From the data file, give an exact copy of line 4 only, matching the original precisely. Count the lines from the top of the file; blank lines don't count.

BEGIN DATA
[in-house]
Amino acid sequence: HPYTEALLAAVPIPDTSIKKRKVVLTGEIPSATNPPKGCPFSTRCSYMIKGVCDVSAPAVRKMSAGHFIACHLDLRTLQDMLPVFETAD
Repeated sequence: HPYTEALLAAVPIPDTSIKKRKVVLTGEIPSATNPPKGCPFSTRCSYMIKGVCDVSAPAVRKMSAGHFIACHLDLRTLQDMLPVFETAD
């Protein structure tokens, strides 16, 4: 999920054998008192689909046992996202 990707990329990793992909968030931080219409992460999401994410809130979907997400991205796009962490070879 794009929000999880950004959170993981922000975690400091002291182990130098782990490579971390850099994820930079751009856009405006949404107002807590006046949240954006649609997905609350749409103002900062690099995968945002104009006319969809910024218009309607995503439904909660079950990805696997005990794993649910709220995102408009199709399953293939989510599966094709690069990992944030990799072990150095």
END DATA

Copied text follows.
């Protein structure tokens, strides 16, 4: 999920054998008192689909046992996202 990707990329990793992909968030931080219409992460999401994410809130979907997400991205796009962490070879 794009929000999880950004959170993981922000975690400091002291182990130098782990490579971390850099994820930079751009856009405006949404107002807590006046949240954006649609997905609350749409103002900062690099995968945002104009006319969809910024218009309607995503439904909660079950990805696997005990794993649910709220995102408009199709399953293939989510599966094709690069990992944030990799072990150095």